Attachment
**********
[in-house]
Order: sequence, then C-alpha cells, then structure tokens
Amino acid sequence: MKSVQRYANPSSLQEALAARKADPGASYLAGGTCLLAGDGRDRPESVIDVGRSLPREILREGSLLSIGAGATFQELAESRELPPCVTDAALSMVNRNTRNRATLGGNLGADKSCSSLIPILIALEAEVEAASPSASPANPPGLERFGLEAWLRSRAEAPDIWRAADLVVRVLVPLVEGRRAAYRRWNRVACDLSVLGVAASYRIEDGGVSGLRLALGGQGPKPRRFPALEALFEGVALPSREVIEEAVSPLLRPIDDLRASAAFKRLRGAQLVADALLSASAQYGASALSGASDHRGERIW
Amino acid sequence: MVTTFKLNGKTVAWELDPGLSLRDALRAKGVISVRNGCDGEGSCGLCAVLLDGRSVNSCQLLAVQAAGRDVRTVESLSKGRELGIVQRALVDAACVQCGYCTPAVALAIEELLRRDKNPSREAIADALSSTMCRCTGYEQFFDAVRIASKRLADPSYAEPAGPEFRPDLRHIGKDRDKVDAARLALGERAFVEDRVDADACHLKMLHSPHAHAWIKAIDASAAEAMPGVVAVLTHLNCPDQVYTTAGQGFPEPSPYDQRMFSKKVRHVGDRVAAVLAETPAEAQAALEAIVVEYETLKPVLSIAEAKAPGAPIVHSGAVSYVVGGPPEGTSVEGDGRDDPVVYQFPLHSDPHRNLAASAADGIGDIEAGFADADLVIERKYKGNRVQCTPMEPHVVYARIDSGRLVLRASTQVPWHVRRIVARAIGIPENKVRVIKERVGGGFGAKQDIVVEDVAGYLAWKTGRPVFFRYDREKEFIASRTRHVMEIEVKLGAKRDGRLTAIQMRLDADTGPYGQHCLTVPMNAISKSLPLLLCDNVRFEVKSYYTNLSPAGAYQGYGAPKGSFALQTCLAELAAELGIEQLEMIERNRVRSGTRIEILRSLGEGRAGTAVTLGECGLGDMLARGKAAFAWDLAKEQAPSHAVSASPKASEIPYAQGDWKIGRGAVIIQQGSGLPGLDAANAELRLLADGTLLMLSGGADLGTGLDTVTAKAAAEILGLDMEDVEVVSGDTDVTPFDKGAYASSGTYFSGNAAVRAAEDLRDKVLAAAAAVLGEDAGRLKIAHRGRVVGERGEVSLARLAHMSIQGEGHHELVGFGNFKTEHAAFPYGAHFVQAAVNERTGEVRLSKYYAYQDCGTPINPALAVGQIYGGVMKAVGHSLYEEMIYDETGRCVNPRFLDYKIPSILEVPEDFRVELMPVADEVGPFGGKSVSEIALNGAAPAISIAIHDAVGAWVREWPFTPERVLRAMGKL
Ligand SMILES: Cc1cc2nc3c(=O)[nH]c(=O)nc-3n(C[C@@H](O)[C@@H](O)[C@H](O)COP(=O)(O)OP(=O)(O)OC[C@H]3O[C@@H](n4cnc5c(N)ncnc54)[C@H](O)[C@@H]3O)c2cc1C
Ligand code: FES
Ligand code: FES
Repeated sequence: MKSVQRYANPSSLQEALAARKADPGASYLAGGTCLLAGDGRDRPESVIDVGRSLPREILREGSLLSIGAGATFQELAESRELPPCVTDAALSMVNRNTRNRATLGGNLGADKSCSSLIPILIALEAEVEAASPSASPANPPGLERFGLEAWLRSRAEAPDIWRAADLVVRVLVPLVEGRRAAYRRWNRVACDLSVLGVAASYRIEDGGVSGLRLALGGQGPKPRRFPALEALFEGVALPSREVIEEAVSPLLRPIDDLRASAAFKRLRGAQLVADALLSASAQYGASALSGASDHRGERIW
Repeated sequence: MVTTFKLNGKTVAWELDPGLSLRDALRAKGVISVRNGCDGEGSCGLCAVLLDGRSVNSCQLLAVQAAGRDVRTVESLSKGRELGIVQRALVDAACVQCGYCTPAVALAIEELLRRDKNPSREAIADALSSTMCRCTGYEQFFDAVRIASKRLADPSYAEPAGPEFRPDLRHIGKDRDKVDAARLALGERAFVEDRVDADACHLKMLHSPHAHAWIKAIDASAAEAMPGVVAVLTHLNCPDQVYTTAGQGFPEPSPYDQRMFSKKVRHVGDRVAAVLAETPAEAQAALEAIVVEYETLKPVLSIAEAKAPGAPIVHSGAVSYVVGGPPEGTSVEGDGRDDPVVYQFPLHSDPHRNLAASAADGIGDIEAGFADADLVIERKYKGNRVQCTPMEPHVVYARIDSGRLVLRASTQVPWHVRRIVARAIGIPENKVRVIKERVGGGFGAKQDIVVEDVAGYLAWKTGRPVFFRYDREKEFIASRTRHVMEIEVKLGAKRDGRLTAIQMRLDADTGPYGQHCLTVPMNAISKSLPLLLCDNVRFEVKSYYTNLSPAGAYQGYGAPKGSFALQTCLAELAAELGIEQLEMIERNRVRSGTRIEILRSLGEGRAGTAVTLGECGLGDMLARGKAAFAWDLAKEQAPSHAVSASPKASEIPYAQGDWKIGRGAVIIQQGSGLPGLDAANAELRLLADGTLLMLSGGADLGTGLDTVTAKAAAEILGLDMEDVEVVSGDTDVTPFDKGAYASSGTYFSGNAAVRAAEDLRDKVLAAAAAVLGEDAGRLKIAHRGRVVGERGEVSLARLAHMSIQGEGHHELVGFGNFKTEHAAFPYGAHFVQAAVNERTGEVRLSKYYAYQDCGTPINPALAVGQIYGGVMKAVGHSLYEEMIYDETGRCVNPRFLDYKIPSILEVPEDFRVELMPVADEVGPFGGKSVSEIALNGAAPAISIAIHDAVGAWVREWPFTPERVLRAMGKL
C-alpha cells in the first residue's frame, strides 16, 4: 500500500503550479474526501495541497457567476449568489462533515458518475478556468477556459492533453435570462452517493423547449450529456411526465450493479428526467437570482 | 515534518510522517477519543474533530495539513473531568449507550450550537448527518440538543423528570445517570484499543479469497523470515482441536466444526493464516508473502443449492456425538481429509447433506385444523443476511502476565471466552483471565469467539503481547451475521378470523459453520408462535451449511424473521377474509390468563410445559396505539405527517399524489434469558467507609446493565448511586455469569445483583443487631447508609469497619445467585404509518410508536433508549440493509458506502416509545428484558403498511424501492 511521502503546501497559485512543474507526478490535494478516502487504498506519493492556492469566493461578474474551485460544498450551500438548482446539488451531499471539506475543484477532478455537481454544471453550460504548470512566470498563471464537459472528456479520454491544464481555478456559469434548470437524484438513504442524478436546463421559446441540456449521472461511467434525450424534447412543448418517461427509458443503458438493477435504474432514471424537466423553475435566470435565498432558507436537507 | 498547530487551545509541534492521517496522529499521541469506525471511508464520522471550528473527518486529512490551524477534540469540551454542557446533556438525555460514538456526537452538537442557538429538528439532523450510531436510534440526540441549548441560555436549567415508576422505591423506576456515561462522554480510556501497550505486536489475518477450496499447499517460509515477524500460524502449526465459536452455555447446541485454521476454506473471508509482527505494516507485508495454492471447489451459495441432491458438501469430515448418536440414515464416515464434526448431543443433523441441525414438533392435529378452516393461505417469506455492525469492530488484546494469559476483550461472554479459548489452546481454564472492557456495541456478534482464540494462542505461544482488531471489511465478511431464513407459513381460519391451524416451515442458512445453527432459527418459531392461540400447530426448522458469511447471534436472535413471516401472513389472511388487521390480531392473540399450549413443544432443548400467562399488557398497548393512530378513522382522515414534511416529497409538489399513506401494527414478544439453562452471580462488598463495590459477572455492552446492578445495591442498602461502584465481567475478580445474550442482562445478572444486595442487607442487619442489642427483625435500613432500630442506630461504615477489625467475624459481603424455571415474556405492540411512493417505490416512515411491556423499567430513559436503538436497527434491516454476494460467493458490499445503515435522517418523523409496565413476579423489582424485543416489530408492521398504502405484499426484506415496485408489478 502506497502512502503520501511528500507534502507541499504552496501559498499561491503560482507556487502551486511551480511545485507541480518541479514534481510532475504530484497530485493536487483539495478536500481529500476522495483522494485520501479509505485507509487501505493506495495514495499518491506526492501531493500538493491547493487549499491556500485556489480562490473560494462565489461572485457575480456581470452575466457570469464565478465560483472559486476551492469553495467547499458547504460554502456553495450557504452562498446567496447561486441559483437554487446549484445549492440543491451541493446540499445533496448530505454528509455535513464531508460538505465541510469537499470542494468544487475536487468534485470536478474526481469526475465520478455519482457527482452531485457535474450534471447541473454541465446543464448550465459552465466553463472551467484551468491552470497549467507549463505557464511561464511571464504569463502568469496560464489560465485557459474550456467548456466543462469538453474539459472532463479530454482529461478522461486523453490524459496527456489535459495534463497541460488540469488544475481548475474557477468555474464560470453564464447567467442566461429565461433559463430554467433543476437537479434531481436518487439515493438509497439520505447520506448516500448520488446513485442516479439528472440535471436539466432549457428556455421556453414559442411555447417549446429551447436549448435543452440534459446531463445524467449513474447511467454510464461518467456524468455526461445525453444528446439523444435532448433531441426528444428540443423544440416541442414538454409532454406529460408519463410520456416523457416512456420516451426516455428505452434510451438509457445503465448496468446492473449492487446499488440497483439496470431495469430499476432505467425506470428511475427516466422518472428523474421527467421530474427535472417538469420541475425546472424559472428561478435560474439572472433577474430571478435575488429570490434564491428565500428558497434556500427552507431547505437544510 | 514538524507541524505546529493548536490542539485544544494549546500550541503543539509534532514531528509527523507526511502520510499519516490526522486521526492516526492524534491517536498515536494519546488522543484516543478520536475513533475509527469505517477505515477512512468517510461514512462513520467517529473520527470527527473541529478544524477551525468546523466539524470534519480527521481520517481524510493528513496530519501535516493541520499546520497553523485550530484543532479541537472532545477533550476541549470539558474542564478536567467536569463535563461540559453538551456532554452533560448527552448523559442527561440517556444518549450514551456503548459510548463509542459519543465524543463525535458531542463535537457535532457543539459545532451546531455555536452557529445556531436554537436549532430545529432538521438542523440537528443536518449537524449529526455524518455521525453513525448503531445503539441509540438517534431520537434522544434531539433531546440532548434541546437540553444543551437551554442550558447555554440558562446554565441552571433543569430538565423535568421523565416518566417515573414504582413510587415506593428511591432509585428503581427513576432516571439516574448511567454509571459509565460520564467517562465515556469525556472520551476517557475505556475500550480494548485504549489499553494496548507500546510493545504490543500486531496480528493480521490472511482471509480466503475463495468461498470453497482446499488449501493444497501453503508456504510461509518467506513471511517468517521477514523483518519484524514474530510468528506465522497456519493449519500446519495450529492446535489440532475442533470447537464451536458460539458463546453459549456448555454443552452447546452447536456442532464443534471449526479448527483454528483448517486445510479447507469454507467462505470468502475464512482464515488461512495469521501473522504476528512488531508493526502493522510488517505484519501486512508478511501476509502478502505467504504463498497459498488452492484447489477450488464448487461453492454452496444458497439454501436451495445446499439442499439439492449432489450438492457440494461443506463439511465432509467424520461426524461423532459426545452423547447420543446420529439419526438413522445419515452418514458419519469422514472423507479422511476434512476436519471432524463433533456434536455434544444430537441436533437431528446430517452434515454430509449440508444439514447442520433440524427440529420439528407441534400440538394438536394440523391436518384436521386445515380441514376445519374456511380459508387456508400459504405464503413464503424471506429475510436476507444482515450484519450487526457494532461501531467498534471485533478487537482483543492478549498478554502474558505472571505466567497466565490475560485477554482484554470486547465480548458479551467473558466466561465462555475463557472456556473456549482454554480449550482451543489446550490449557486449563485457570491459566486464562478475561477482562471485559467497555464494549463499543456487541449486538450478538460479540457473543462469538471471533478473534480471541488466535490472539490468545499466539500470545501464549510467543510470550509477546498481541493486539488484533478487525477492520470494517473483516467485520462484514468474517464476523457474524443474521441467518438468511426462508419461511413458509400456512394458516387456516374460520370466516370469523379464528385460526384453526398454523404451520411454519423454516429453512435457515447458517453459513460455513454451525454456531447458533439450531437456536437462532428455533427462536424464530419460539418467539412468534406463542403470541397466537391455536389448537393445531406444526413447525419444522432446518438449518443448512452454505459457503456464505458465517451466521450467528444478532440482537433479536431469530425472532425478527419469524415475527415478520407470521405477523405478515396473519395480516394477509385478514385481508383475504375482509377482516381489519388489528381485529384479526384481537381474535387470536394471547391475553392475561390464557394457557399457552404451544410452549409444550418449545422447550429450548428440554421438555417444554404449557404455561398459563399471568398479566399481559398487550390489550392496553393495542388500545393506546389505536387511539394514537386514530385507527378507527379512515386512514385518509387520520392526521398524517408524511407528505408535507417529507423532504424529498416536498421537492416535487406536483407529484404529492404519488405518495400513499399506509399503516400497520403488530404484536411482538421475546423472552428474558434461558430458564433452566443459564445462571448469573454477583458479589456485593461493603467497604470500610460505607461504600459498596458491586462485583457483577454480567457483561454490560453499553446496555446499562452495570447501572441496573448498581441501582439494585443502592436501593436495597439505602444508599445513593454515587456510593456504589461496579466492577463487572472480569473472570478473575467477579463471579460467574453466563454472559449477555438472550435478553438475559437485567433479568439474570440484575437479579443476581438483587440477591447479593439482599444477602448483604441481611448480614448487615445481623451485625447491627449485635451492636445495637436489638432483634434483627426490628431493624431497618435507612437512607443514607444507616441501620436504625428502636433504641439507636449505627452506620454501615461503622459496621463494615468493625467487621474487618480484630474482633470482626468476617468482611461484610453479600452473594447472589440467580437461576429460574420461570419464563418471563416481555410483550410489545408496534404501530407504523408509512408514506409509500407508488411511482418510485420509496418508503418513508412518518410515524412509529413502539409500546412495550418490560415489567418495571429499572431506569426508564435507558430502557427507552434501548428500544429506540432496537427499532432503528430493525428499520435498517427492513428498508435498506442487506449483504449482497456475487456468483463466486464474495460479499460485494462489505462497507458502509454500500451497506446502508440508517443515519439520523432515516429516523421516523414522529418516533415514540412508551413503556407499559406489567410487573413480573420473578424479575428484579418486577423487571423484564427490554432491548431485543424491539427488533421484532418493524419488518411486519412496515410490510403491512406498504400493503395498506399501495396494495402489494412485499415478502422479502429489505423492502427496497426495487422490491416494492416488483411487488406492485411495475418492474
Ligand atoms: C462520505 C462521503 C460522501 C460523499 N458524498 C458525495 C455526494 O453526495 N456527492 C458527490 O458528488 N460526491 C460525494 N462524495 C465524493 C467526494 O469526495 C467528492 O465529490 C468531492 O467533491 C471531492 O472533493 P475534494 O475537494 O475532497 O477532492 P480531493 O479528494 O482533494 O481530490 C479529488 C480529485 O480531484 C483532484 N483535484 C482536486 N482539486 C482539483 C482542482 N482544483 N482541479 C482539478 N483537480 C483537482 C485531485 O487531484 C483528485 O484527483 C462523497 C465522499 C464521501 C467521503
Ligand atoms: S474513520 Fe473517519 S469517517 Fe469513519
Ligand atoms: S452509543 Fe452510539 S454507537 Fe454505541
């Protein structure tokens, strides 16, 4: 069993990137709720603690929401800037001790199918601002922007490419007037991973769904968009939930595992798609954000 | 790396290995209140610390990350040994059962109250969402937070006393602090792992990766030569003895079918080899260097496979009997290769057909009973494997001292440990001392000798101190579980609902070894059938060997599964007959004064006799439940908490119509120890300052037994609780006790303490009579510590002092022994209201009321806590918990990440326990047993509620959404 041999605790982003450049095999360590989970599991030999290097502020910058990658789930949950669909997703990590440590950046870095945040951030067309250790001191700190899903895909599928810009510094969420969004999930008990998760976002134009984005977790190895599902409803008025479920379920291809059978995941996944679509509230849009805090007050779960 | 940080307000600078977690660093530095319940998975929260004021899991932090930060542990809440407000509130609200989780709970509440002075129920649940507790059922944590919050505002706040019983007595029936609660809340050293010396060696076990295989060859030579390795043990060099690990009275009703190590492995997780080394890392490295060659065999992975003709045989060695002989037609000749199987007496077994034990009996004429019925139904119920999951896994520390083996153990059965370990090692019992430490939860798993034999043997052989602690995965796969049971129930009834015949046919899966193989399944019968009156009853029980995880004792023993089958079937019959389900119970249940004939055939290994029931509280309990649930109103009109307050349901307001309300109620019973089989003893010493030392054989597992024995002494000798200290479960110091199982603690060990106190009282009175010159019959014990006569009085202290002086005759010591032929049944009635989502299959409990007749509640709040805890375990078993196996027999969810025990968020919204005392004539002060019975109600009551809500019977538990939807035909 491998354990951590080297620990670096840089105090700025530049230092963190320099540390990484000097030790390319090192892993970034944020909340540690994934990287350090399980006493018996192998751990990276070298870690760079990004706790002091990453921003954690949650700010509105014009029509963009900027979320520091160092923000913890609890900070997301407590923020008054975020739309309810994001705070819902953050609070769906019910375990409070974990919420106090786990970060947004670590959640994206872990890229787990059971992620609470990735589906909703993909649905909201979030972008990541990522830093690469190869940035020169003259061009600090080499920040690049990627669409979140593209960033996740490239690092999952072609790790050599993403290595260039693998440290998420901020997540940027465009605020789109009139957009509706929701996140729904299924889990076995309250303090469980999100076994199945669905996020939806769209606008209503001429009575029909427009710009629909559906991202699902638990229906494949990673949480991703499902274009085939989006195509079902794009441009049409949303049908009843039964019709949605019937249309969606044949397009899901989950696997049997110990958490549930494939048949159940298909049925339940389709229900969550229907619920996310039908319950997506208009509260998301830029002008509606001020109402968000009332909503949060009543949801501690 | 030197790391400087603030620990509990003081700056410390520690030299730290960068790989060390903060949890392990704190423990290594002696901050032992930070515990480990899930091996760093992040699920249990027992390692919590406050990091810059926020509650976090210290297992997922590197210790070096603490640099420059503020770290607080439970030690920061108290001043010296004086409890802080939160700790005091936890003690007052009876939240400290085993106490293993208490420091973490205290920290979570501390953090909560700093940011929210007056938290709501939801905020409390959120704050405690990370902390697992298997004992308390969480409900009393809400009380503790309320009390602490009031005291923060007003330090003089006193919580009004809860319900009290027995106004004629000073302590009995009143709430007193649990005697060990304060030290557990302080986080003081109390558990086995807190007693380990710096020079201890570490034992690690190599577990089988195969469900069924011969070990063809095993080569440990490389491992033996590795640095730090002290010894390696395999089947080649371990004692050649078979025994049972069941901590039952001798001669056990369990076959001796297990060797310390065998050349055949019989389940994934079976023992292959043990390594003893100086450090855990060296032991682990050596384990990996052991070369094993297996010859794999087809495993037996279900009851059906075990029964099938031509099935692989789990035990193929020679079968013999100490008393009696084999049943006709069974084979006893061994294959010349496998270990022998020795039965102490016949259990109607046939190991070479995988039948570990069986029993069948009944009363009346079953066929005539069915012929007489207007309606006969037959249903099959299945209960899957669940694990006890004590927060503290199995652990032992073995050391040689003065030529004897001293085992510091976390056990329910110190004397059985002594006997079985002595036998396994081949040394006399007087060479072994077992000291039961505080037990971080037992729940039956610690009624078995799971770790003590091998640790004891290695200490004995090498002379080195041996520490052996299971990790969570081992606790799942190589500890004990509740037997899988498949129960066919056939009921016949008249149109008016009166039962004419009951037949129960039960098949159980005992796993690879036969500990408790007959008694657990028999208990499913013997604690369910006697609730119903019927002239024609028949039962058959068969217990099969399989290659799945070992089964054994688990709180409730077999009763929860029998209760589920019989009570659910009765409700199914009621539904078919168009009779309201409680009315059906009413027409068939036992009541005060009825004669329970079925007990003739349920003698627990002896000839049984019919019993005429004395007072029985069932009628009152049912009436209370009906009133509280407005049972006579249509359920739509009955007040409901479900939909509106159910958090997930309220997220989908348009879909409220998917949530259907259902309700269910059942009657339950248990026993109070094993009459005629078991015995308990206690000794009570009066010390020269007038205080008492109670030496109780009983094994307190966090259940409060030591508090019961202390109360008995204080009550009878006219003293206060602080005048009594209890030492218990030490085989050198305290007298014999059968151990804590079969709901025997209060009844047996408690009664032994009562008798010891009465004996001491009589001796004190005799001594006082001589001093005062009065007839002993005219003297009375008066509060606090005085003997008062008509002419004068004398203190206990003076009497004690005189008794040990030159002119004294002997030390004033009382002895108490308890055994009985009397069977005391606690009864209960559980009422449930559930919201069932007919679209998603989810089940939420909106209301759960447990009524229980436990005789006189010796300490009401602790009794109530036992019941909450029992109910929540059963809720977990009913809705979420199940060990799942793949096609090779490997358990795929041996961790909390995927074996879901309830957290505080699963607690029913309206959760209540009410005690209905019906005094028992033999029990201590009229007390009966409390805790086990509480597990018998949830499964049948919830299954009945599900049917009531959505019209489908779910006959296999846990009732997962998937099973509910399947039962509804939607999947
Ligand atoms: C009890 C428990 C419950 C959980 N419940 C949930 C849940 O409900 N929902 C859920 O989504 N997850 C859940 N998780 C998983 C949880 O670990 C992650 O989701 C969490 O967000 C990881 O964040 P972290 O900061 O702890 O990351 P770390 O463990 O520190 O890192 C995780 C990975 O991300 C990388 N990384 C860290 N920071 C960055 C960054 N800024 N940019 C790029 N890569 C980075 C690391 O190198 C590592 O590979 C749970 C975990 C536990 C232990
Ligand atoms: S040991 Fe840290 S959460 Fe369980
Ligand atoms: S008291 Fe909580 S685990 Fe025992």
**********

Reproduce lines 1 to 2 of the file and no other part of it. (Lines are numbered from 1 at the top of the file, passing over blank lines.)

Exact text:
[in-house]
Order: sequence, then C-alpha cells, then structure tokens